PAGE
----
Ingredients: (for the pair)
- 2 Crate & Barrel glass votive holders, 2.5″ high, 2.5″ diameter
- 2 Crate & Barrel round votives
- 24 gauge silver-tone craft wire, about 20 yards
- about 630 beads; the mauve and strawberry are size 6, the peach are size 8
- US 8 Boye aluminum straight needles
- smooth needlenose pliers
- gardening gloves
Thoughts: This was a super-fun project and I think the perfect introduction to wire knitting. I would definitely consider making a pair of these as a gift for a friend – it didn’t take a very long time or a lot of planning and hard-to-find materials. Plus I can’t think of anyone who would NOT like these…
- Beads: Although I’m pleased with how the mauve and strawberry beads look, the peach beads weren’t the best choice. They are pale and small, and are nearly unnoticeable. Next time I would use nearly- or completely-opaque size 6 beads, and select colors with more “pop.”
- Casting on: I liked the long tail cast-on. Although it’s much more tricky to cast-on this way than to use the twisted loop cast-on recommended in the Handknit Holidays book, it’s much easier to work the first row. Just think of it this way: if you use twisted loop, you’ll need to knit through twisted stitches in the first row. And your yarn is wire. ‘Nuff said ;).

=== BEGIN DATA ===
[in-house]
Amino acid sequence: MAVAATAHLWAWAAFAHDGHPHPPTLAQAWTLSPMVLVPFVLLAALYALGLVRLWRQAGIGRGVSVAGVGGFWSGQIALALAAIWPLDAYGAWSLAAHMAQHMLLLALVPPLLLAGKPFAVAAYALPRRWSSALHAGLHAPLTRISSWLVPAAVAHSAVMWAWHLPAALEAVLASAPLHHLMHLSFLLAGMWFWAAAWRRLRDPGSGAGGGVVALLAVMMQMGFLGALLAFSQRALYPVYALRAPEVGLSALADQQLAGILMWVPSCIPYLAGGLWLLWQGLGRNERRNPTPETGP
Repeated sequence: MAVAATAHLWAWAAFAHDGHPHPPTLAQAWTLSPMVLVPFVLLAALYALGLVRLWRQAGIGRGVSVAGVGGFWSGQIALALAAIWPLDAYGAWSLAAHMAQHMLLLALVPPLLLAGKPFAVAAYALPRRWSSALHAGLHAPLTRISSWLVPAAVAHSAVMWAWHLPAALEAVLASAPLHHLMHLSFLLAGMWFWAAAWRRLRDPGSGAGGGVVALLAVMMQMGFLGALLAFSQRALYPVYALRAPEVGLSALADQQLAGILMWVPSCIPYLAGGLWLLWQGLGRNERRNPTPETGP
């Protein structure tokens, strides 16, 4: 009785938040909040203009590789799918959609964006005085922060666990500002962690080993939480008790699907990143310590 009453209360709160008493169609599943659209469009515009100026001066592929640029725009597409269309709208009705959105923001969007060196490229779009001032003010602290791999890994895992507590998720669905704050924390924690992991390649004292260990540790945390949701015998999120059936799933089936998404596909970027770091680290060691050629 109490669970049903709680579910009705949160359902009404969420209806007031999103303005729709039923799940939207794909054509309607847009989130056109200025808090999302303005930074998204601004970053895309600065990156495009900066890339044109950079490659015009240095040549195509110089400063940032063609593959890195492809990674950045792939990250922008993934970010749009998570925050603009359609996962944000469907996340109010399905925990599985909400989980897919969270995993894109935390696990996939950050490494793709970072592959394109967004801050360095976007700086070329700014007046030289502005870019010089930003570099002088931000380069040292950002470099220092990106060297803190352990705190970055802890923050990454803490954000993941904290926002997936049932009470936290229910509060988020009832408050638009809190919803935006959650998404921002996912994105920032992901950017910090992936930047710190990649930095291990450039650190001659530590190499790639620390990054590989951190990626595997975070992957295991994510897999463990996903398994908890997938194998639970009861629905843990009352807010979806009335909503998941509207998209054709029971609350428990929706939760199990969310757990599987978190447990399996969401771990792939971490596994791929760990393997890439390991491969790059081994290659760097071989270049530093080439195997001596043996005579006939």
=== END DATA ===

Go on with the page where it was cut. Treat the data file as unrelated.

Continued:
- Binding off: As attractive as typical grafting may seem, I don’t think this is a good way to proceed. When I tried it, weaving the wire through each of the live stitches twice really took a toll on the working wire’s condition and it ended up breaking halfway through. On the second votive sleeve I just wove the wire through each live stitch once as I joined them to the other side. Not as seamless, but much less work and the wire didn’t break on me.
- Blocking wire: A must. The wire doesn’t look particularly attractive when it’s just knit, and it isn’t the right shape and size. Gentle tugging works miracles, and if you find the wire to be rough on your hands, use gardening gloves.
- The right side: The purl side of beaded wire knitting definitely displayed the beads much better than the knit side. But the knit side was also attractive. I guess it’s knitter’s choice!
- Frogging: Ha! Don’t. Even. Think. About. It. (Which doesn’t mean it can’t be done. Which doesn’t mean I didn’t do it. Successfully. But the wire really takes a beating and I wouldn’t use it again.)
- Collecting spilled beads from the floor: Incredibly informative since you see all the dust bunnies in every corner and know exactly what your vacuuming is leaving behind. Based on the number of times I found myself on all fours scouring the floor for dropped beads, you’d think I highly recommend doing this ;).